Listen to Your Gut: A Healthy Biome Holds Clues to Better Health

It’s no secret that our diet affects our health, and now new research suggests that it is actually the bacteria-rich biome in our gut that holds clues to just how harmful or helpful some of our food choices may be.

A recent study, published in Diabetology & Metabolic Syndrome, confirms what many scientists, nutritionists, and haughty health bloggers have been touting for years: Those who skip the burgers in favor of antioxidant-rich leafy greens enjoy a healthier heart and lower body fat while avoiding inflammation and insulin resistance.

We know that the human gut is home to billions of diverse bacteria. Some of this flora is beneficial to our body, promoting healthy immune and metabolic systems, while other bacteria can cause discomfort or be downright dangerous, signaling inflammation, pre-diabetes, and heart conditions. Our diets are often a determining factor in what kinds of, and in what ratios, bacteria are allowed to flourish.

The Meat and Potatoes of Eating Meat and Potatoes

To investigate just how significant our food choices are on the make-up of our gut bacteria, researchers explored a sample of three common dietary groups:

  • Strict vegetarians: Those who consume no animal products, whatsoever
  • Lacto-ovo-vegetarians: Those who consume dairy products and/or eggs, more than once per month but no fish or meat
  • Omnivores: Those who consume all animal products (red meat, fish, poultry, eggs, dairy, etc.) more than once per month

Results of the study, analyzed through fecal samples, found that the strict vegetarians had a significantly more favorable gut bacteria composition than their omnivorous counterparts. Specifically, they had less overall bacteria in a colony called Firmicutes, which thrive on sugar and are needed to absorb fats, and more Bacteroidetes, which thrive in a healthy microbiome. At the same time, these vegetarians also enjoy significantly lower frequencies of obesity, high blood pressure, and pre-diabetes, suggesting that the health benefits of their fiber-rich diets are facilitated by the presence of certain beneficial bacteria.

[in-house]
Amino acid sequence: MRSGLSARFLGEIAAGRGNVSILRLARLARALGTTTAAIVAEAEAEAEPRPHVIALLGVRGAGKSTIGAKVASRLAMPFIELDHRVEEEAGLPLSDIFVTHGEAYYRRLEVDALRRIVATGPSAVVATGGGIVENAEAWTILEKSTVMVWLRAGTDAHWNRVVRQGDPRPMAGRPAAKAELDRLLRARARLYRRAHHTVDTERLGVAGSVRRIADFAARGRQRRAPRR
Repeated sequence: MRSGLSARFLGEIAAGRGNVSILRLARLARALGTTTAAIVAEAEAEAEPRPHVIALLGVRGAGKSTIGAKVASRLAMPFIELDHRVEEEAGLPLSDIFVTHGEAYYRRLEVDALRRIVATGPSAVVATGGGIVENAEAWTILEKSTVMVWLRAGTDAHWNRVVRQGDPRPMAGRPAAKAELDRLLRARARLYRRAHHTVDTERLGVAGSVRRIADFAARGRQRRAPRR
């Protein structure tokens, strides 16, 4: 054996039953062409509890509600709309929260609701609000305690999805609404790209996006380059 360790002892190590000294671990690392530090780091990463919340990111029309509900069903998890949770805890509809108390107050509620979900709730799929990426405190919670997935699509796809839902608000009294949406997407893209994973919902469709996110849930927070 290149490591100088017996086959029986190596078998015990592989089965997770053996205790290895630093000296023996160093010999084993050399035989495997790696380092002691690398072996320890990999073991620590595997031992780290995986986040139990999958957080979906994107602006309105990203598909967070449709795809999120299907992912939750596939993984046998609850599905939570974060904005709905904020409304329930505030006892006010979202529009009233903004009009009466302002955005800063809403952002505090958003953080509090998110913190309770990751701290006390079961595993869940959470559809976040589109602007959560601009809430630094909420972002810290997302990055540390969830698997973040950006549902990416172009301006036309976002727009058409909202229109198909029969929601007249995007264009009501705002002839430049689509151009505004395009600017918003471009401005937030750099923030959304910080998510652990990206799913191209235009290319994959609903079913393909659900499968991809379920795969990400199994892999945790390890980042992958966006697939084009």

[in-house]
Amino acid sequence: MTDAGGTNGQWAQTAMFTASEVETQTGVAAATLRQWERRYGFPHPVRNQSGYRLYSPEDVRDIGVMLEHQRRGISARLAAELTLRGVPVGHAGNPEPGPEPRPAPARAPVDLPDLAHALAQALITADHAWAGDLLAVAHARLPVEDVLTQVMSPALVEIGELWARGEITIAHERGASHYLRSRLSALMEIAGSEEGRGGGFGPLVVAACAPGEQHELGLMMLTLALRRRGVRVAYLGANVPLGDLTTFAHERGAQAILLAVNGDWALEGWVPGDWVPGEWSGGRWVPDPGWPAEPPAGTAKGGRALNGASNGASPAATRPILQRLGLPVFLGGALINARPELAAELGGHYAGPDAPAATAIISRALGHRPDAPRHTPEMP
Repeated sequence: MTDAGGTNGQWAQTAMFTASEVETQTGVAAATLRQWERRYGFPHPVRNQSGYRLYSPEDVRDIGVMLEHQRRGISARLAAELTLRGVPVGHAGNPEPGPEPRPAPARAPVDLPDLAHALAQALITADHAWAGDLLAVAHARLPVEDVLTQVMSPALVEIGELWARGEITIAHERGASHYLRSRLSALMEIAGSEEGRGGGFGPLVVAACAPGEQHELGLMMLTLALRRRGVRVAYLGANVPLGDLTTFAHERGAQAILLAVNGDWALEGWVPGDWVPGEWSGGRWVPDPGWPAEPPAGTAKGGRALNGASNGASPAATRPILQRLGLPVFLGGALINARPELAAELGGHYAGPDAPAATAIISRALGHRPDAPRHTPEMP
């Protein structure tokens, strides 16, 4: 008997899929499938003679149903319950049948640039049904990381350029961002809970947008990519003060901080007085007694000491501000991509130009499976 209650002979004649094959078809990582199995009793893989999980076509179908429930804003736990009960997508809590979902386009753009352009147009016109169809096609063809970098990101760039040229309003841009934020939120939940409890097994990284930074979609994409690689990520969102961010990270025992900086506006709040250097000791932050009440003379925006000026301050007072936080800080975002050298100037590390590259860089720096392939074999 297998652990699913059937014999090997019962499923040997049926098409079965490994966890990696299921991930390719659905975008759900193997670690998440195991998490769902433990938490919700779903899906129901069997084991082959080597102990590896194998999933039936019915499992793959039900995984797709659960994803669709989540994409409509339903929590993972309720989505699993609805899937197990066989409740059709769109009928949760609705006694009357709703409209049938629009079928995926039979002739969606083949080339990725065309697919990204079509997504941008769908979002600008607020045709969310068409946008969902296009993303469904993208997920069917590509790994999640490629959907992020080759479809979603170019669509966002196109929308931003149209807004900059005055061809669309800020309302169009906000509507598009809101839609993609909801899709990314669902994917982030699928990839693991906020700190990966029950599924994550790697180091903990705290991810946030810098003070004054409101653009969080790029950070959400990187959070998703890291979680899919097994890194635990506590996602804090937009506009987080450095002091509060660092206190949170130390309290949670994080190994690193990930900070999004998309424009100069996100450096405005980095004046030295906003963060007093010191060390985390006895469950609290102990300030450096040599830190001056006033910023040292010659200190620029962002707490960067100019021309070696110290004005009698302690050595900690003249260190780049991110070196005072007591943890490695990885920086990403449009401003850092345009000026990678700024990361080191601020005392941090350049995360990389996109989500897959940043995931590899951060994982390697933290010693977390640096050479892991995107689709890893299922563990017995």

Strict vegetarians had a significantly more favorable gut bacteria composition than their omnivorous counterparts.

The gut biomes of their meat-eating counterparts told a different story. Dieters who consumed any animal products at all had a significantly unfavorable ratio of these two bacteria colonies—greater Firmicutes and lower Bacteroidetes. To confirm, researchers took blood samples, which revealed that omnivores especially had high levels of inflammatory markers in their blood. We know that those eating a typical western diet—high in saturated animal fats and low in fiber-rich veggies—can often suffer from a host of disorders, from insulin resistance to other metabolic diseases, suggesting that consuming animal foods of any kind could set one up for this unfavorable bacterial environment in the gut. Even the lacto-ovo-vegetarians were not spared of this imbalance, as they reported the highest population of Firmicutes among the groups, suggesting that dairy and eggs may be the substrates for these bacteria.

Greens Are the New Black

While the study certainly has its limitations, the significance of our gut bacteria and its implications in determining possible diseases cannot be overstated. While many of us may not be ready to forgo a breakfast plate brimming with eggs and bacon, perhaps we should consider adding more kale and collards to our Sunday morning routines. Our gut will surely thank us for it.

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